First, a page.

The Volokh Conspiracy
Mostly law professors | Sometimes contrarian | Often libertarian | Always independent
Justice Kavanaugh's decision in United States v. Texas does not cohere on many levels. Worse, the decision can only be understood as some sort of middling compromise to avoid revisiting Massachusetts v. EPA and national vacaturs under Section 706. (Jon Adler and Mike Dorf have more on these issues). Is U.S. v. Texas a ticket good for one ride, and one ride only? Part II-C of the majority opinion identifies five areas where the courts may "entertain cases involving the Executive Branch's alleged failure to make more arrests or bring more prosecutions." The third point may have some relevance for the never-ending DACA litigation.
Third, the standing calculus might change if the Executive Branch wholly abandoned its statutory responsibilities to make arrests or bring prosecutions. Under the Administrative Procedure Act, a plaintiff arguably could obtain review of agency non-enforcement if an agency "has consciously and expressly adopted a general policy that is so extreme as to amount to an abdication of its statutory responsibilities." Heckler, 470 U. S., at 833, n. 4 (internal quotation marks omitted); see id., at 839 (Brennan, J., concurring); cf. 5 U. S. C. §706(1). So too, an extreme case of non-enforcement arguably could exceed the bounds of enforcement discretion and support Article III standing. But the States have not advanced a Heckler-style"abdication" argument in this case or argued that the Executive has entirely ceased enforcing the relevant statutes. Therefore, we do not analyze the standing ramifications of such a hypothetical scenario.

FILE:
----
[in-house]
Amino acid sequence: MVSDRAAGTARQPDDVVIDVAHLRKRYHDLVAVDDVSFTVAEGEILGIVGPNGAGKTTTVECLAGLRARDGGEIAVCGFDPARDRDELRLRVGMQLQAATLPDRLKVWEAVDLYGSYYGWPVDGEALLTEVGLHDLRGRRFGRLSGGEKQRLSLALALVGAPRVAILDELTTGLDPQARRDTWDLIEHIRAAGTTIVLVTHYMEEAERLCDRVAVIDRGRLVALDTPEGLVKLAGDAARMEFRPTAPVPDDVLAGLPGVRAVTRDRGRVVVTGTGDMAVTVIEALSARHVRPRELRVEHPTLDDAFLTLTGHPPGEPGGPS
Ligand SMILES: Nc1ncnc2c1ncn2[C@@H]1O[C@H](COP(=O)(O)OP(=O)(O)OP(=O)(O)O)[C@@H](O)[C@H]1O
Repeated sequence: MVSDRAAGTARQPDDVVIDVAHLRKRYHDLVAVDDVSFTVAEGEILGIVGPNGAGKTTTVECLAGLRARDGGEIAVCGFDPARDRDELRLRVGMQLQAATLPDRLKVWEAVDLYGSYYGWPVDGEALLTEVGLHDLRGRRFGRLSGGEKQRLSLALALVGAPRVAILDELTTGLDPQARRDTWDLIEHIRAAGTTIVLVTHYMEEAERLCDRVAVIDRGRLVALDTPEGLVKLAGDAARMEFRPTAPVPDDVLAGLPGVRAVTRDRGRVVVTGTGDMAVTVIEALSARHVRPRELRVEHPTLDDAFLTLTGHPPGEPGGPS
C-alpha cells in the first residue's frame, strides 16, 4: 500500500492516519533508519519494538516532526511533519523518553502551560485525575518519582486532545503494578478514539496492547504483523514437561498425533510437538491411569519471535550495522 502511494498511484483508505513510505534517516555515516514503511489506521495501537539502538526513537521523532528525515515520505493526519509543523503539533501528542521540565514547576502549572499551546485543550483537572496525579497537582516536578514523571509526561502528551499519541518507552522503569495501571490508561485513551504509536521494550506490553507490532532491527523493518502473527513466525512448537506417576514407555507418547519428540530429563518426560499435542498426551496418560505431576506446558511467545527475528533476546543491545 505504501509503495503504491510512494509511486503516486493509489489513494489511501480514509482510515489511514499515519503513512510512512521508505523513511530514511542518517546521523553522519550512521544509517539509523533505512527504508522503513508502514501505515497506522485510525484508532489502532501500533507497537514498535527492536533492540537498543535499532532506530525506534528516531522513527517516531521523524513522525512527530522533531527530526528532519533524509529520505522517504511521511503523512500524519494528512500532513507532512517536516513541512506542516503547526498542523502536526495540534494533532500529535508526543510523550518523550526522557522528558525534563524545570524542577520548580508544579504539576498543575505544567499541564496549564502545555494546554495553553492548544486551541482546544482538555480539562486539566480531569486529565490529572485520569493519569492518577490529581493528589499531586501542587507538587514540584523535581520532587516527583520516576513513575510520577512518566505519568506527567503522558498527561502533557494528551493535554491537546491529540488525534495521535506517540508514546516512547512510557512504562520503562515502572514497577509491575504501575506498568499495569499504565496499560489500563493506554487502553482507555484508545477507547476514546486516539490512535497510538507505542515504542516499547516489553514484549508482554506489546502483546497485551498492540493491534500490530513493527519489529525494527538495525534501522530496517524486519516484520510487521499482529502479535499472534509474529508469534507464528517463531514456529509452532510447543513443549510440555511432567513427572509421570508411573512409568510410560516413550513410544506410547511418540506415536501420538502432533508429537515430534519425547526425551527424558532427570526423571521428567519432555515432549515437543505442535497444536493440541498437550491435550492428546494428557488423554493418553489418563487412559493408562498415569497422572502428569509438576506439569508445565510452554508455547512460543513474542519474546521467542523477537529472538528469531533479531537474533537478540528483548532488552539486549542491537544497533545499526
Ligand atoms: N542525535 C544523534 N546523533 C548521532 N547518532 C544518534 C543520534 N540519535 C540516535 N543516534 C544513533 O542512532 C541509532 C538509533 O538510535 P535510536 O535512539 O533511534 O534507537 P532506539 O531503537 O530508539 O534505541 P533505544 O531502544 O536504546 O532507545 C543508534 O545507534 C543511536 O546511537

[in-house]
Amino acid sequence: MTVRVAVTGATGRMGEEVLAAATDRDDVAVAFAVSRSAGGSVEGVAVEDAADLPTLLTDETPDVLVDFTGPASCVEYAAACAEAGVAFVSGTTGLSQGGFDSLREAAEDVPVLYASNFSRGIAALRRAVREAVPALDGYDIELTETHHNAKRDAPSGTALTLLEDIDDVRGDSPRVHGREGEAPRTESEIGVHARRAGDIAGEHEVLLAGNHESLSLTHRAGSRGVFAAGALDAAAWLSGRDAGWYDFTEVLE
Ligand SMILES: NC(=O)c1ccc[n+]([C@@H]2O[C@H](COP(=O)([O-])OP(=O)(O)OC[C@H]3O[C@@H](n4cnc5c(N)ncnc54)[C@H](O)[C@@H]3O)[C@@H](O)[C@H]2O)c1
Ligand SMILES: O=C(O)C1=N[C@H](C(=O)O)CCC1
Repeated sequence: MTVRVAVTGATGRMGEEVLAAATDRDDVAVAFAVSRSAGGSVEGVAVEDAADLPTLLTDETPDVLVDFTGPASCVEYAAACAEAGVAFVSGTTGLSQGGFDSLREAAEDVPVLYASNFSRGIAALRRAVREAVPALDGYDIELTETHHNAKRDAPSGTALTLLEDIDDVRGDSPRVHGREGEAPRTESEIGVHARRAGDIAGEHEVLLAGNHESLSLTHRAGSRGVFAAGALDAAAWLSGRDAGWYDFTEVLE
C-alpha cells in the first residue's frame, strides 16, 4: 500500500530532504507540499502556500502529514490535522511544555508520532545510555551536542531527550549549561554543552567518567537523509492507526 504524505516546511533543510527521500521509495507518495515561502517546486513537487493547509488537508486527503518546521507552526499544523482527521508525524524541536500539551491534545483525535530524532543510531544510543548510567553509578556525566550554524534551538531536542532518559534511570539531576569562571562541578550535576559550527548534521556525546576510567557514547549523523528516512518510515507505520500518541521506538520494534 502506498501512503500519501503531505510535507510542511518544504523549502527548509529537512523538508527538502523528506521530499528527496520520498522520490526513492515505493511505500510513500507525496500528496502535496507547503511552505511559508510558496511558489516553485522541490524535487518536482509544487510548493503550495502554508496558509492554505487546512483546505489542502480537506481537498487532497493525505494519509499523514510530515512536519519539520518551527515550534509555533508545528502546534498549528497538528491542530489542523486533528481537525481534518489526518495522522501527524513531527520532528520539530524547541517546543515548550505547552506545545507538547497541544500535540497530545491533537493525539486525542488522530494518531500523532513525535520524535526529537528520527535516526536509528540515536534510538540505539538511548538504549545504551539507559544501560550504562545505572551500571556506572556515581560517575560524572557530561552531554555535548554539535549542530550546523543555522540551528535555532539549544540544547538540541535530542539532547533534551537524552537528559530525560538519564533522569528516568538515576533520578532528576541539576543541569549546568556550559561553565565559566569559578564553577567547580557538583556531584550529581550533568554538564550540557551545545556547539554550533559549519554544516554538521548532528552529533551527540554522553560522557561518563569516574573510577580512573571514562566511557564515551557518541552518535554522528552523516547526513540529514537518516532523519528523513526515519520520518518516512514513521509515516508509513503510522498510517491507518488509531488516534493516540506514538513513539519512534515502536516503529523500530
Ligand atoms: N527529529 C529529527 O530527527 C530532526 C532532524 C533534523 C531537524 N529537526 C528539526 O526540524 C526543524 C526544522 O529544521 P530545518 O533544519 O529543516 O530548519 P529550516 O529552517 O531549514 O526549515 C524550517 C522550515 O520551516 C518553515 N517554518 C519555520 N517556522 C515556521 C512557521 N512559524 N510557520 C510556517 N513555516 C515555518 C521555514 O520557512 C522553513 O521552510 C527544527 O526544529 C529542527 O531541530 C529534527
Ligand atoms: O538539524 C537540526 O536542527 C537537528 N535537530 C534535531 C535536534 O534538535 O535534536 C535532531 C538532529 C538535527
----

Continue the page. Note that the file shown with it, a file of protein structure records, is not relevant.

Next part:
This argument brings me back. For more than a decade, advocates have contended that DACA amounts to a wholesale abandonment of the immigration laws with respect to the Dreamers. Does DACA "exceed the bounds of enforcement discretion"? Usually, Heckler is understood as a merits question, rather than a standing question. But now, Justice Kavanaugh has seemed to merge, or at least conflate the inquiries. Justice Barrett pointed out this problem in her concurrence:
Whatever Heckler's relevance to cases like this one, it does not establish a principle of Article III standing. And elevating it to the status of a constitutional rule would transform it from a case about statutory provisions (that Congress is free to amend) to one about a constitutional principle (that lies beyond Congress's domain). Although the Court notes that Heckler involved the APA, its conflation of Heckler with standing doctrine is likely to cause confusion.
Yes, Justice Kavanaugh's opinion will cause confusion. I think that's a feature, rather than a bug. Moreover, the Court provides no explanation of what "abandonment" even means. Justice Alito points out the obvious: